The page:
Zimbabwe should take serious measures to ensure transparency in the extraction and sale of its diamonds if the nation is going to benefit from its historic find, the leader of the visiting Kimberley Process Diamond Review team said Thursday.
Kpandel Fayia was addressing the Parliamentary Portfolio Committee on Mines and Energy at Parliament Building following the long-awaited certification of Zimbabwe’s diamonds on Wednesday.
Fayia’s concerns come amid reports that some “unknown” foreign companies were mining diamonds at Chiadzwa and also in Chimanimani.
MPs from the mines committee disclosed to NewsDay in separate interviews Thursday that the team had revealed that some unknown companies were said to be operating in Marange and Chimanimani.
“There is a Chinese company operating a joint business venture with soldiers in Chiadzwa and the Kimberley team has also disclosed to us that another company unknown to us is also mining in Chimanimani,” said an MP who refused to be named.
Other sources also claimed yesterday that Zimbabwe’s diamonds had already been auctioned two days before the Kimberly certification event on Wednesday, at the airport hangar, an issue that has raised concern that there was need for transparency.
Abbey Chikane, the Kimberly Process Monitor who had been expected to appear before the committee, did not turn up.
Chairman of the committee Edward Chindori Chininga told journalists after the meeting with Fayia and his team that the KP team had put a lot of emphasis on transparency and the need to close pilfering loopholes.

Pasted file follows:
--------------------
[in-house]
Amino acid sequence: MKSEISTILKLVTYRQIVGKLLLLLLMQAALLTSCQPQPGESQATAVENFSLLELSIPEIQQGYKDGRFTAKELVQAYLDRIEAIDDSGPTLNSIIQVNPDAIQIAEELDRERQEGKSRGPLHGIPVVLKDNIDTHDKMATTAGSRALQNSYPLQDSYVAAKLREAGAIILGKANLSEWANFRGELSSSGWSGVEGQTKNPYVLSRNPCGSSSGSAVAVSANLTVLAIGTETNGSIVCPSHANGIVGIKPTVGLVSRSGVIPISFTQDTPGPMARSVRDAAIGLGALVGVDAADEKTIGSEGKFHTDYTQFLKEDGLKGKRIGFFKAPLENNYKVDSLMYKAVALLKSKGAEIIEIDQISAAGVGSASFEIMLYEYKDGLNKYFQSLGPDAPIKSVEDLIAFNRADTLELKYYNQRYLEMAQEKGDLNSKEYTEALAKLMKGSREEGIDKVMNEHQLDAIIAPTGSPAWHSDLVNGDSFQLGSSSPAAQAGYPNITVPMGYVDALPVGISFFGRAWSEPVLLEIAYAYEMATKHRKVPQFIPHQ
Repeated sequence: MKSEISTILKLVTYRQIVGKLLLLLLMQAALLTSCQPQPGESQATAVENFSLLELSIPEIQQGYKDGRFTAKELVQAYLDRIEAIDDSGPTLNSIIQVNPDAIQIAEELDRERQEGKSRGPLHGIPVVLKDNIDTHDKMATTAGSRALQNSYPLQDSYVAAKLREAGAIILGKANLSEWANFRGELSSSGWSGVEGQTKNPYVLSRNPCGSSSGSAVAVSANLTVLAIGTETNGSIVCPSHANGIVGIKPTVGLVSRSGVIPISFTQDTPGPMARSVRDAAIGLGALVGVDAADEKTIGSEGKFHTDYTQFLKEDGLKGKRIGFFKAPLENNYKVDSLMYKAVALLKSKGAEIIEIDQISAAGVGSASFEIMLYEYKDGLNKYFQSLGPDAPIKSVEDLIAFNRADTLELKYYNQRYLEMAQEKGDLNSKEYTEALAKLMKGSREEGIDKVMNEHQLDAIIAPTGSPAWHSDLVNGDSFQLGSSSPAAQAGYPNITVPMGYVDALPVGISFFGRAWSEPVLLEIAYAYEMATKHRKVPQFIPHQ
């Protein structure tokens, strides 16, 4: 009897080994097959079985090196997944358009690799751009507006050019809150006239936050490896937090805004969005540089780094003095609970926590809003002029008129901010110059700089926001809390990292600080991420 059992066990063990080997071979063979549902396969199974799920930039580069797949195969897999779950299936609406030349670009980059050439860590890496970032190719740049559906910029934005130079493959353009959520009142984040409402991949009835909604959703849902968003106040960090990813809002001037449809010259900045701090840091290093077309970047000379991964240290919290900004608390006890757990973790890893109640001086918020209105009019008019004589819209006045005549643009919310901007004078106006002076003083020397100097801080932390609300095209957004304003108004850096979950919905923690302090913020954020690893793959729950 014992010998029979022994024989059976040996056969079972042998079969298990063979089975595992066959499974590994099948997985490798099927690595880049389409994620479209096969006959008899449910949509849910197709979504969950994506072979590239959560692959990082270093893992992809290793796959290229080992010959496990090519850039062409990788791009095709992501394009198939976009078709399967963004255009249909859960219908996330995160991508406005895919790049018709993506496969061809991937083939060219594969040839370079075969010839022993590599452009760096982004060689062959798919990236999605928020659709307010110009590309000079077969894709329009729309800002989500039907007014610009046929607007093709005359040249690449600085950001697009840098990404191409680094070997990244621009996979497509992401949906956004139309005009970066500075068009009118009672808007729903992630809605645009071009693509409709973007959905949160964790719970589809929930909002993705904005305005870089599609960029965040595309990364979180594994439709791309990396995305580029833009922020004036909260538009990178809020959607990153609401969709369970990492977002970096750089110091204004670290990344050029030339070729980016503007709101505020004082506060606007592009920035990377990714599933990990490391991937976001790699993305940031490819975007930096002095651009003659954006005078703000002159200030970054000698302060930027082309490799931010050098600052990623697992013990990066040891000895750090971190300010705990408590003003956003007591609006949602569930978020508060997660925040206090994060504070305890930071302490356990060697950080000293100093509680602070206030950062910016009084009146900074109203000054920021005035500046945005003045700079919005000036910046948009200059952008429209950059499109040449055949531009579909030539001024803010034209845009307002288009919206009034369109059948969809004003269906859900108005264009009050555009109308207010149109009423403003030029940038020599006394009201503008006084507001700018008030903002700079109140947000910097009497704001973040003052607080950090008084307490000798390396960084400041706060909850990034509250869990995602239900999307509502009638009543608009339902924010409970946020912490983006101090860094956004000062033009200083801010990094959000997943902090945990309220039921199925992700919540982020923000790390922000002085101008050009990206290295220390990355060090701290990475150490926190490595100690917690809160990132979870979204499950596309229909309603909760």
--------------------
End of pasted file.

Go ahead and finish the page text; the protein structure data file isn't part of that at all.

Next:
“Fayia, a Liberian government minister said as a country we have to ensure that proceeds from diamond sales goes to the people,” said Chininga.
“We are aware that the Minister of Mines and Mining Development, Obert Mpofu and the Minister of Finance, Tendai Biti have been discussing on structures of how the transactions should be worked out.”
The KP team told the mines committee that NGOs should be allowed to play their watchdog function on the diamond issue to ensure that there was transparency, Chininga said.
“There was an agreement that there must be a focal point for NGOs to be involved. We said to them that since Zimbabwe had too many NGOs, those should operate under the umbrella body of Nango (National Assocition Non-Governmental Organisations).
The (Farai) Maguwu issue was also brought in and we said as parliament we did not interfere with court cases and how they are handled. The executive does the governance and we as parliament check to see if they did it properly.”